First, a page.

Zaida (Zan) Luthey-Schulten
Professor Schulten received a B.S. in Chemistry from the University of Southern California in 1969, a M.S. in Chemistry from Harvard University in 1972, and a Ph.D. in Applied Mathematics from Harvard University in 1975. From 1975 to 1980 she was a Research Fellow at the Max-Planck Institute for Biophysical Chemistry in Goettingen, and from 1980 to 1985 a Research Fellow in the Department of Theoretical Physics at the Technical University of Munich.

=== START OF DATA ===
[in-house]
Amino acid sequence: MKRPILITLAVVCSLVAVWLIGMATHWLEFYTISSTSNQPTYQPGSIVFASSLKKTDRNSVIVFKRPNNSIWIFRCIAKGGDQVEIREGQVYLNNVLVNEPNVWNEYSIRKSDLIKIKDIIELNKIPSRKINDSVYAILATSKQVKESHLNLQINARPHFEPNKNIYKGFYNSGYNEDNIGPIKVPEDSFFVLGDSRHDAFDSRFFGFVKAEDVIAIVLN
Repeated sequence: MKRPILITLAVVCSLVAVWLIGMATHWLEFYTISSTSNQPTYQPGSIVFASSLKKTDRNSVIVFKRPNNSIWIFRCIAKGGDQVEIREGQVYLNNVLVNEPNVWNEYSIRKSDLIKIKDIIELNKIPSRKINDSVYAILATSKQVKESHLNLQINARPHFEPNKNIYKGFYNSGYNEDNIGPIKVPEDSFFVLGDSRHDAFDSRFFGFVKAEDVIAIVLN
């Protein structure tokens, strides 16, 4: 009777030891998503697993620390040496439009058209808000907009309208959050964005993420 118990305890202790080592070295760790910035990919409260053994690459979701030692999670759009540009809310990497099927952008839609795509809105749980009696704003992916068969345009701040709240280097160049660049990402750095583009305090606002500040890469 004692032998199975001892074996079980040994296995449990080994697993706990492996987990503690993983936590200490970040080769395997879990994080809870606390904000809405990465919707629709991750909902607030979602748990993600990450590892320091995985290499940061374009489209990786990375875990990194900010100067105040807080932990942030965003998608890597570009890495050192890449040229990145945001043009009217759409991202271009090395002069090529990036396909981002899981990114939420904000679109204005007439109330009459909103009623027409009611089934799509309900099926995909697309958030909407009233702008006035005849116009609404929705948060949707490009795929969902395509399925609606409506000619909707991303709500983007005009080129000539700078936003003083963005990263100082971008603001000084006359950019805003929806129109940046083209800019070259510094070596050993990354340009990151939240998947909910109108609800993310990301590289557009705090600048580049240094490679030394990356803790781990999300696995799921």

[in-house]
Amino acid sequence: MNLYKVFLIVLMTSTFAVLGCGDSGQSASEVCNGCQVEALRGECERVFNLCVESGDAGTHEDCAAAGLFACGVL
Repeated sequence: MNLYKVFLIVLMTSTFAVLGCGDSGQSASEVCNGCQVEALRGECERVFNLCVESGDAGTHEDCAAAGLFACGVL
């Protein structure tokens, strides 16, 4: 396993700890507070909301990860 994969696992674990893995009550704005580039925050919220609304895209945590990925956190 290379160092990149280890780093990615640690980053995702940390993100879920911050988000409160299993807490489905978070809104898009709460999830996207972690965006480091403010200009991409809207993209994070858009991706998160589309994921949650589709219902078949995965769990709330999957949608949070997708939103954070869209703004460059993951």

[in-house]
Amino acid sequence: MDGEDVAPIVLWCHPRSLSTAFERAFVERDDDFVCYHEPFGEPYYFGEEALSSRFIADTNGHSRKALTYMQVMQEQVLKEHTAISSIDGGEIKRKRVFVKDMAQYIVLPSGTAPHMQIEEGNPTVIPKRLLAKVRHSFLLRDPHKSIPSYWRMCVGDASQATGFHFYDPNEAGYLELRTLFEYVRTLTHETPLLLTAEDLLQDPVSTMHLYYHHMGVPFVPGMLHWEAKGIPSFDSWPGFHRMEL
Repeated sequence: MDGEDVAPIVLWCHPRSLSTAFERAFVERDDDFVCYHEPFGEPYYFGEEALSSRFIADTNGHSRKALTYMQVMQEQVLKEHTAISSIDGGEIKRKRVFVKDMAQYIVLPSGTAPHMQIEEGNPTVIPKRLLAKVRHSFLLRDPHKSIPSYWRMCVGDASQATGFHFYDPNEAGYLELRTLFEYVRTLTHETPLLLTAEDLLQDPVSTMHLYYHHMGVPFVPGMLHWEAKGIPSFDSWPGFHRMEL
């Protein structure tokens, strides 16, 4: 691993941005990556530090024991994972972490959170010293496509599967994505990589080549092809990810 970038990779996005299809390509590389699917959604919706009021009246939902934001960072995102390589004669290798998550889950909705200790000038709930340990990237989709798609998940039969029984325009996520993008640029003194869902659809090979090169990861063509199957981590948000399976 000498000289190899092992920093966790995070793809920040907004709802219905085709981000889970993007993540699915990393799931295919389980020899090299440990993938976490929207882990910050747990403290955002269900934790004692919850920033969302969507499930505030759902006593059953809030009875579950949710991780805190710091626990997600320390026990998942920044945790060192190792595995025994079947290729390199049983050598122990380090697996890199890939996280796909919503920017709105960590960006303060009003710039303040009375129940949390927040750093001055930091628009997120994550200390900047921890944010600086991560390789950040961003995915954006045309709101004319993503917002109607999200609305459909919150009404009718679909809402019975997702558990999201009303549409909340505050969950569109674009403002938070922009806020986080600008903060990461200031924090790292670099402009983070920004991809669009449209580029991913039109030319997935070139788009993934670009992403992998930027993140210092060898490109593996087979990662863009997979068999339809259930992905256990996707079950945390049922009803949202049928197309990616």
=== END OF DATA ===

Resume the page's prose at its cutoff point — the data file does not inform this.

- computational studies of biomolecular energy landscapes to explore the evolution of structure, folding and function; statistical methods of protein folding - thermodynamics and kinetics; design of optimized energy functions for protein structure prediction; structural genomics of metabolic pathways.
Research: Energy Landscapes of Biological Molecules Exploring the Evolution of Structure Function/Folding
Evolution of Translation
Origins of Life
Prediction of Protein Structure and Function with QR profiles
Docking with Steered Molecular Dynamics (SMD)
VMD/Multiple Alignment: Evolutionary Analysis Tools
Protein Folding: Hybrid Molecular Dynamics
Distinctions / Awards
- Fellow, American Physical Society, 2000
- Fellow, Advanced Studies Institute, Hebrew University, Israel, 1998